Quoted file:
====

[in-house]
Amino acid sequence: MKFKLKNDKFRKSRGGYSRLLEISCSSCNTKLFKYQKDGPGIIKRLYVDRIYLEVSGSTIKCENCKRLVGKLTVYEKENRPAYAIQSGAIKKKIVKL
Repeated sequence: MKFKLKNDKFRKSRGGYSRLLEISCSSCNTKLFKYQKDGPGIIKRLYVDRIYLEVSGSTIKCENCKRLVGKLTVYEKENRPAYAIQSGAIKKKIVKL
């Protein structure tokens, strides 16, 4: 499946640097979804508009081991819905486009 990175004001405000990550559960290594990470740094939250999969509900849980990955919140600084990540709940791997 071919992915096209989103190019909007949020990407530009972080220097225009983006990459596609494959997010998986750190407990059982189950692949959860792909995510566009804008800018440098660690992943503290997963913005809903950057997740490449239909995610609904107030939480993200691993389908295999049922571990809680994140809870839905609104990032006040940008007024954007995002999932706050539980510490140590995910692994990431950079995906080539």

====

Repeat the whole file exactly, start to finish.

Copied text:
[in-house]
Amino acid sequence: MKFKLKNDKFRKSRGGYSRLLEISCSSCNTKLFKYQKDGPGIIKRLYVDRIYLEVSGSTIKCENCKRLVGKLTVYEKENRPAYAIQSGAIKKKIVKL
Repeated sequence: MKFKLKNDKFRKSRGGYSRLLEISCSSCNTKLFKYQKDGPGIIKRLYVDRIYLEVSGSTIKCENCKRLVGKLTVYEKENRPAYAIQSGAIKKKIVKL
């Protein structure tokens, strides 16, 4: 499946640097979804508009081991819905486009 990175004001405000990550559960290594990470740094939250999969509900849980990955919140600084990540709940791997 071919992915096209989103190019909007949020990407530009972080220097225009983006990459596609494959997010998986750190407990059982189950692949959860792909995510566009804008800018440098660690992943503290997963913005809903950057997740490449239909995610609904107030939480993200691993389908295999049922571990809680994140809870839905609104990032006040940008007024954007995002999932706050539980510490140590995910692994990431950079995906080539």